Tuesday, January 23, 2018

Sardine prices hiked as traders’ boycott persists in Mwanza


By Sada Amir and Johari Shani @TheCitizenTZ news@thecitizen.co.tz

Mwanza. The price of sardine in Kirumba fish market in Mwanza Region has been hiked following a boycott by traders which began about a week ago.

A survey by The Citizen in Kirumba, Igogo, Mkuyuni as well as the central market in Mwanza city shows that one pail of sardine which used to sell between Sh14, 000 and Sh17, 000, has now been increased to Sh20, 000.

The cost of one packet of sardine has now doubled—from Sh500 before the boycott to Sh1000 now, The Citizen can reveal today.

A retailer in Kurumba market, Ms Zainabu Shabani, confirmed that the demand for sardine has now increased following the boycott that began on January 19.

Before the traders boycotted a 100kg sack used cost Sh130, 000 up to Sh140,000 but during a recent investigation by this paper, it was found to cost up to Sh170, 000.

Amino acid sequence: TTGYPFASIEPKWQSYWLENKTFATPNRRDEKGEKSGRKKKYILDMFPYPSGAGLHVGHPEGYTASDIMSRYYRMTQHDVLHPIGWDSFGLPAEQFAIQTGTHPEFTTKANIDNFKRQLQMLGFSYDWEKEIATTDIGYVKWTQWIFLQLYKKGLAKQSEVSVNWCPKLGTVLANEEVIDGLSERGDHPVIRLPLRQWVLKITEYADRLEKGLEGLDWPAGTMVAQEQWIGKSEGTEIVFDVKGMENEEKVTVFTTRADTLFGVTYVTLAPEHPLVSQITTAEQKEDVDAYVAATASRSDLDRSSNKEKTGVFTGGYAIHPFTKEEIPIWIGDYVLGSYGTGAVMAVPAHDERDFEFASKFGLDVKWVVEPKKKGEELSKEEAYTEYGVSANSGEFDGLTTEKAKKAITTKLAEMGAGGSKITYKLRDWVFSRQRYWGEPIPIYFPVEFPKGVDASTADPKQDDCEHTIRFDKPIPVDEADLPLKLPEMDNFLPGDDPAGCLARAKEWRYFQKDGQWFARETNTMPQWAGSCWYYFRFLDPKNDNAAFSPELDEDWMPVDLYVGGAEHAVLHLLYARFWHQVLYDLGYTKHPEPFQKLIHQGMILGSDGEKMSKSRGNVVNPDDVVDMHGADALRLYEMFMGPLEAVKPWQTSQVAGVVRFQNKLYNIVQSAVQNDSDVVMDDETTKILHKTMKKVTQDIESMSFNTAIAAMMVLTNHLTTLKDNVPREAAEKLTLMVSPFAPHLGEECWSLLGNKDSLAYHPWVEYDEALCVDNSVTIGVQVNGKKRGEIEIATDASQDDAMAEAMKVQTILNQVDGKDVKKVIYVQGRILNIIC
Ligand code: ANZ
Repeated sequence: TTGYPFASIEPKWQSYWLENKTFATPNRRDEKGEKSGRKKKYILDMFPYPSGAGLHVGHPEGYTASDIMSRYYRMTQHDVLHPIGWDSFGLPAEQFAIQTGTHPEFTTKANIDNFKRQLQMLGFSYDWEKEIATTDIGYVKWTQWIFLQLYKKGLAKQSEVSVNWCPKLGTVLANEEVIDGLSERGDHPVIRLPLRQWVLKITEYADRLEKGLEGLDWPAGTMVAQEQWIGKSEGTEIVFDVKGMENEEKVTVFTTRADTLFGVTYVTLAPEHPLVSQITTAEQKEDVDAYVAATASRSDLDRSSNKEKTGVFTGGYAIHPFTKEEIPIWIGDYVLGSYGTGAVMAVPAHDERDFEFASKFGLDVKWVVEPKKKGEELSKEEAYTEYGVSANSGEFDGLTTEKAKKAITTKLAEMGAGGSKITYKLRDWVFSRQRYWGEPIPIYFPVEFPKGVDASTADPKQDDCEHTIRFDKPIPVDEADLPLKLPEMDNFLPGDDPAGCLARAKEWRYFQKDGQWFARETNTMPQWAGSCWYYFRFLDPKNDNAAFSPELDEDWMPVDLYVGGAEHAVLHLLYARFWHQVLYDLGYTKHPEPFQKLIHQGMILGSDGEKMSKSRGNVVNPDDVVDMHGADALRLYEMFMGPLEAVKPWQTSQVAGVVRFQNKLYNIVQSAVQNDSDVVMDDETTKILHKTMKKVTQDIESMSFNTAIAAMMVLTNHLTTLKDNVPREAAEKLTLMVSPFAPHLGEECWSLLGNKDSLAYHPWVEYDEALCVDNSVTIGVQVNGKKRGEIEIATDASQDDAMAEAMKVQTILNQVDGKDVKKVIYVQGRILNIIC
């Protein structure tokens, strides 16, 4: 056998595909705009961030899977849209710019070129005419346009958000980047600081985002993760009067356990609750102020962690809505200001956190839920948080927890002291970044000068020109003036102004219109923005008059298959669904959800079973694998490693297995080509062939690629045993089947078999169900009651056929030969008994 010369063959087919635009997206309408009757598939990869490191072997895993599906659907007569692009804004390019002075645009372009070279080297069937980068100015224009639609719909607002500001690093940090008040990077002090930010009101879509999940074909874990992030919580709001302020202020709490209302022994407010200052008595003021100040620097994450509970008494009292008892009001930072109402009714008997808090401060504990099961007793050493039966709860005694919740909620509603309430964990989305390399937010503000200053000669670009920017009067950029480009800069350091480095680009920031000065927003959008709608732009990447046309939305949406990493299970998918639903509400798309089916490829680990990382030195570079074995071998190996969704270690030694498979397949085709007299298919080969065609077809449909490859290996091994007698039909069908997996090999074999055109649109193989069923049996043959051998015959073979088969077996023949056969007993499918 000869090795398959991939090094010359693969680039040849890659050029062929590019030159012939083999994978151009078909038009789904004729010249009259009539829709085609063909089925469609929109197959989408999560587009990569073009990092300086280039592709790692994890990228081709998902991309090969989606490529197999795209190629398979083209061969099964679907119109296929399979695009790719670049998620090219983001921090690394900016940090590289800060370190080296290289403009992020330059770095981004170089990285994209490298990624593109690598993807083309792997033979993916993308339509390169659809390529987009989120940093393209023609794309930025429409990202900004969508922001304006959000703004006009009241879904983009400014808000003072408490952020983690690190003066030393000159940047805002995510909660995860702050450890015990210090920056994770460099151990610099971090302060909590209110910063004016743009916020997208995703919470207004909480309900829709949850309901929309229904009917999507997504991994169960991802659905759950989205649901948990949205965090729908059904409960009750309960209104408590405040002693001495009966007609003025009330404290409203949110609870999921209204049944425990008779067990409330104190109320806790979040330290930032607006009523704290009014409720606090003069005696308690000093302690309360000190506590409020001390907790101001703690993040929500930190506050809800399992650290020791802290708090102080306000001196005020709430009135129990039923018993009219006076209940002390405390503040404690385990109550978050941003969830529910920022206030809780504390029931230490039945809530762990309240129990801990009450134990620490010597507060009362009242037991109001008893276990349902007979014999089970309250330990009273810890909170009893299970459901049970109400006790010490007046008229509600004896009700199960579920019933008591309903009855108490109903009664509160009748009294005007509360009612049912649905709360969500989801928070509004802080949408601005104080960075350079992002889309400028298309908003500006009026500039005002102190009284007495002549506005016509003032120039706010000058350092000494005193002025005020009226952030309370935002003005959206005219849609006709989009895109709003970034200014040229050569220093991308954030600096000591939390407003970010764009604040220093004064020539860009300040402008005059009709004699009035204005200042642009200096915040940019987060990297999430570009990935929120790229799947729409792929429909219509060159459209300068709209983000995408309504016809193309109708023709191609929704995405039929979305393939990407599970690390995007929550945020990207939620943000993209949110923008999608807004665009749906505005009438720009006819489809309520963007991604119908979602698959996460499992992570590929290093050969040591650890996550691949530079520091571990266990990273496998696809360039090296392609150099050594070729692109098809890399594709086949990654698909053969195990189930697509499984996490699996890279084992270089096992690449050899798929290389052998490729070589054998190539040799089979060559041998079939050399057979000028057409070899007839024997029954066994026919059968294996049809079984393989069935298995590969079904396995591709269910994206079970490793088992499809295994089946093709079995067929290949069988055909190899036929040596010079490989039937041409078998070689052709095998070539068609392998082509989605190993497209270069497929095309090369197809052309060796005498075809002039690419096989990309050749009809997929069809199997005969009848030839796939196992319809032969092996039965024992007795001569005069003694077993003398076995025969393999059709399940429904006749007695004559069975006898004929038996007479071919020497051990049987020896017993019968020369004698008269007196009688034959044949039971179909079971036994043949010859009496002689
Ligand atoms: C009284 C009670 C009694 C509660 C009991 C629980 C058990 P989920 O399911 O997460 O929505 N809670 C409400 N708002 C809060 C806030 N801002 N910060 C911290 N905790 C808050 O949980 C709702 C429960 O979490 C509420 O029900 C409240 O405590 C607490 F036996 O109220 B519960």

Animal feeds made of sardine now cost Sh1, 500 up from Sh800.

The secretary of the association of traders, Mr Siphael Kayanda said that the traders would not relent on their course.

Mr Kayanda said that the government’s decision to impose tax on traders who wish to sell their fish to foreign countries was uncalled for.

He said the traders would press until their demands are fulfilled.

On December 15, last year the deputy minister for Fisheries and Livestock, Mr Abdallah Ulega, made a surprise visit to the market and seized more than 11 tonnes of fish that were about to be smuggled out of the country.

The secretary for Igogo market Mr Ramadhani Malale said said dry sardine was now on high demand. He asked the government to intervene to save the wananchi of the suffering.

The chairman of the CCM youth wing (UVCCM), Mr Jonas Lufongile toured the markets yesterday and called upon the local government leaders and the traders to end their animosity.

“Those who sell their fish and sardine locally must pay tax according to the laws of the land….those who intend to sell to foreign countries must also follow the stipulated laws and regulations…it shouldn’t be a game of fights,’ said Lufongile.

The chairman of Kirumba fish market Elias Daudi said that the boycott was aimed at pressing the government to strike off the levy imposed on traders who want to export their produce.

He said it has been increased to Sh 9000 against those selling locally who have to pay Sh4000.


 The Lake Zone Regulator of Fisheries safety and Stanndards Mr Stephen Lukanga declined to comment on the matter, saying he was not the spokesperson.